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Copenhagen bus fire may be tied to Israel ads

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Copenhagen bus fire may be tied to Israel ads
At least one of the buses had anti-Israel graffiti. Photo: Erik Refner/Scanpix
10:23 CEST+02:00
UPDATED: Four public buses were burned in the early morning hours of Friday in what may have been a reaction to a controversy surrounding an advertising campaing urging people to boycott products from Israeli settlements.
Copenhagen Police suspect that there is a political motive behind the burning of four Copenhagen city buses early on Friday. 
 
“In paint was written ‘Boycott Israel - Free Gaza’ on at least one of the buses,” police spokesman Las Vestervig told tabloid BT. 
 
No one was injured in the fire, which was set in the bus company Arriva’s parking garage in the Copenhagen district of Østerbro. 
 
The fire came amidst a controversy over the bus company Movia's decision to remove advertisements from 35 buses in the capital region that urged people to boycott products from Israeli settlements . 
 
 
The ads pictured two women beside the quote: "Our conscience is clean! We neither buy products from the Israeli settlements nor invest in the settlement industry."
 
The ads were dropped by Movia within just four days after the company "received a significant number of inquiries regarding the Danish Palestinian Friendship Association's campaign against Israeli settlements,” Movia told AFP.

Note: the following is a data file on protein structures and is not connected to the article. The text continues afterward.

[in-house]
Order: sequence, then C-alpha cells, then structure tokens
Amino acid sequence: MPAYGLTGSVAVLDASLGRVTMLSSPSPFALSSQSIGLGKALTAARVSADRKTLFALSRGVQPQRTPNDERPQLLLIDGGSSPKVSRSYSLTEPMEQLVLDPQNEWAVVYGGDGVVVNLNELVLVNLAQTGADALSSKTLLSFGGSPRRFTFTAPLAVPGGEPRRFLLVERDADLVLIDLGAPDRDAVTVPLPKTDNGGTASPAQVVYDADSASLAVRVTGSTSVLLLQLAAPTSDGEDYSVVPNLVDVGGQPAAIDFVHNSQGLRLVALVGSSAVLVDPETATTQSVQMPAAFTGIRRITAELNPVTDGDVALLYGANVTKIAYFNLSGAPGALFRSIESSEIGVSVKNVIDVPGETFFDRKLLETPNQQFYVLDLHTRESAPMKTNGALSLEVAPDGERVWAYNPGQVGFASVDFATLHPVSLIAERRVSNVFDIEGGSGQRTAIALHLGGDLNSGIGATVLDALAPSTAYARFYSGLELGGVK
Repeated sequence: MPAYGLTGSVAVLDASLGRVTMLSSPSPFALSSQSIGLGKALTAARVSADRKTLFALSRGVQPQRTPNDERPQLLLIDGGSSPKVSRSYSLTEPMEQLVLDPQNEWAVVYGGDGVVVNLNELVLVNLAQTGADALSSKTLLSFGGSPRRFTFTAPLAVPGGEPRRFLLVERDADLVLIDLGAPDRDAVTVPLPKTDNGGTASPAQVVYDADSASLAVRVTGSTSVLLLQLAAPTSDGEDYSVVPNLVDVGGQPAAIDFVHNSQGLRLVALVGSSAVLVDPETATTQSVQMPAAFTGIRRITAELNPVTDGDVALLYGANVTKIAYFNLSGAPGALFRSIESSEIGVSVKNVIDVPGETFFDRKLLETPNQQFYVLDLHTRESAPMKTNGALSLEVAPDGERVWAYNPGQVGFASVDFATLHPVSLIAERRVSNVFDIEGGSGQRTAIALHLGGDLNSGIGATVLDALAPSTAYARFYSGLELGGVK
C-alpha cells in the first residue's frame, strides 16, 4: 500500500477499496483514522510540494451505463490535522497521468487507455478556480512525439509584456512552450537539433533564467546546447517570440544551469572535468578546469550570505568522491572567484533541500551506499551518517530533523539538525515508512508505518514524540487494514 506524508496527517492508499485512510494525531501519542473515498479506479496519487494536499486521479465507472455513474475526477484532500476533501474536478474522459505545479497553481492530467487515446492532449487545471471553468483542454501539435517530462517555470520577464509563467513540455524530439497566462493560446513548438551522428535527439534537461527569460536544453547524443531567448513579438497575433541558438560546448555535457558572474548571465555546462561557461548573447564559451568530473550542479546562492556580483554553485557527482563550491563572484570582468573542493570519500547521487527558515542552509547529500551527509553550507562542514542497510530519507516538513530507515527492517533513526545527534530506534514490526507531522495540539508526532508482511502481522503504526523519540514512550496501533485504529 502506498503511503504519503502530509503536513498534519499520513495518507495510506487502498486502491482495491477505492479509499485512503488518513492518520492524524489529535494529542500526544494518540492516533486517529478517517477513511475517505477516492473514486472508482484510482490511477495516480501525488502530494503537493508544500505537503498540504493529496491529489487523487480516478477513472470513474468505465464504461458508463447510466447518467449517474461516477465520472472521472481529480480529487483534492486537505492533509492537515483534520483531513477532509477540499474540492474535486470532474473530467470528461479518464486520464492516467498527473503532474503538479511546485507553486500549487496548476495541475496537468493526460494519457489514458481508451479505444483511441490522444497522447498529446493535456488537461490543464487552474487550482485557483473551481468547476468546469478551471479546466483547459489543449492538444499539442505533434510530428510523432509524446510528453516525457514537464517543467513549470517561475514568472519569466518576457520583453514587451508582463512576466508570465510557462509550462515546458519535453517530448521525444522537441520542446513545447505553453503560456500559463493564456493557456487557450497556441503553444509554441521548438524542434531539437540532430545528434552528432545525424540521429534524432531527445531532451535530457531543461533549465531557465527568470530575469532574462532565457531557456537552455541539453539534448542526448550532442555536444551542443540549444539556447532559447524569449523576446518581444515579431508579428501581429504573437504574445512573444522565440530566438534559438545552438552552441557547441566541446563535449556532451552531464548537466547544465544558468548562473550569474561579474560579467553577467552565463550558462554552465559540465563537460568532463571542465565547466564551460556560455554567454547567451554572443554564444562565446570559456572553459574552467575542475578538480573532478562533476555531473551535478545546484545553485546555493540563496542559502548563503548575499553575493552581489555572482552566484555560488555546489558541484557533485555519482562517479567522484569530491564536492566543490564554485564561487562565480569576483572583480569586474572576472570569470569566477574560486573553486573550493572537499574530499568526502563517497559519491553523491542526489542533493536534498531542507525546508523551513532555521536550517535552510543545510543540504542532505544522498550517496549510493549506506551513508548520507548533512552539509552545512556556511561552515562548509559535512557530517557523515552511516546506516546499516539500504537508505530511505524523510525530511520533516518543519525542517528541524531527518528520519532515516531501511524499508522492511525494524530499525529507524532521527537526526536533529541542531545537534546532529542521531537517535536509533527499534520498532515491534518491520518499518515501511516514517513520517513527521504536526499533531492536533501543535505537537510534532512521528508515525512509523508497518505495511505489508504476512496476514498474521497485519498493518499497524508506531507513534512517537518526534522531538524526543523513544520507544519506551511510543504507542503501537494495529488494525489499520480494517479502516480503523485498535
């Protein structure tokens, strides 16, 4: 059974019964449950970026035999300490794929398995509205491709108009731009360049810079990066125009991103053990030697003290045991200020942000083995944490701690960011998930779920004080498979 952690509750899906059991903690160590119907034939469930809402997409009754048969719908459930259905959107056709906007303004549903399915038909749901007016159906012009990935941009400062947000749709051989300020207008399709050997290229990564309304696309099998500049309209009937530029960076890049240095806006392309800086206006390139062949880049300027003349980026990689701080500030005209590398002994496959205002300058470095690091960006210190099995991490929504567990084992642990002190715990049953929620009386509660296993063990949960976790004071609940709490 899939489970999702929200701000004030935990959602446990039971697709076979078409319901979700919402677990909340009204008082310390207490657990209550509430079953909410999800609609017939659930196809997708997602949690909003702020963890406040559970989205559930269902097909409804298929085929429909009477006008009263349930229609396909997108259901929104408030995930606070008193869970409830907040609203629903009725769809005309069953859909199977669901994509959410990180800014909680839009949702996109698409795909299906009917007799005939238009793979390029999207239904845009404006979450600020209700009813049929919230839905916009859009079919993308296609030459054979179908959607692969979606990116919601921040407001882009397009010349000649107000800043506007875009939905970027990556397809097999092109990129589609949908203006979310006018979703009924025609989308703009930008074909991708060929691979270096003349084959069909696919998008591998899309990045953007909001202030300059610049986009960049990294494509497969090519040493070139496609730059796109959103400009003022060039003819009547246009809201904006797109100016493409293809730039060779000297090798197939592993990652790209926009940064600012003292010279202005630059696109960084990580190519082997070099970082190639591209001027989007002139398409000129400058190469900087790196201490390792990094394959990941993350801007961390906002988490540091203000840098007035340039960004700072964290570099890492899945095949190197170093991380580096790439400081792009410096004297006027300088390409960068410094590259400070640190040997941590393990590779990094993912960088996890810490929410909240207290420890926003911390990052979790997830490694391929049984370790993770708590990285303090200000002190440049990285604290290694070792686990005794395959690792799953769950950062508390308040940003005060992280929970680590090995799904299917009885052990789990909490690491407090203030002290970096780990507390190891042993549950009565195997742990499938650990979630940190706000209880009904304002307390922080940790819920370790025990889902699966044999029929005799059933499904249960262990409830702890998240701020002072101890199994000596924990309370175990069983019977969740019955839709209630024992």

It has since been revealed that the majority of complaints about the advertisements were written in English, leading many to conclude that it was the organized work of a foreign lobby campaign. 
 
The Danish Palestinian Friendship Association told AFP that the removal of the ads was “a clear attempt to deny us our freedom of speech”. 
 
"There is nothing whatsoever about this campaign that is harmful, discriminatory or hateful in any way," Fathi El-Abed added. 
 
As of early Friday, police had not made any arrests but where working on the assumption that the fire was set deliberately. 
 
"Parked buses don't catch fire on their own too often. Therefore we have reason to assume that the fires were set," police spokesman Kristian Aaskov told Politiken. 
 

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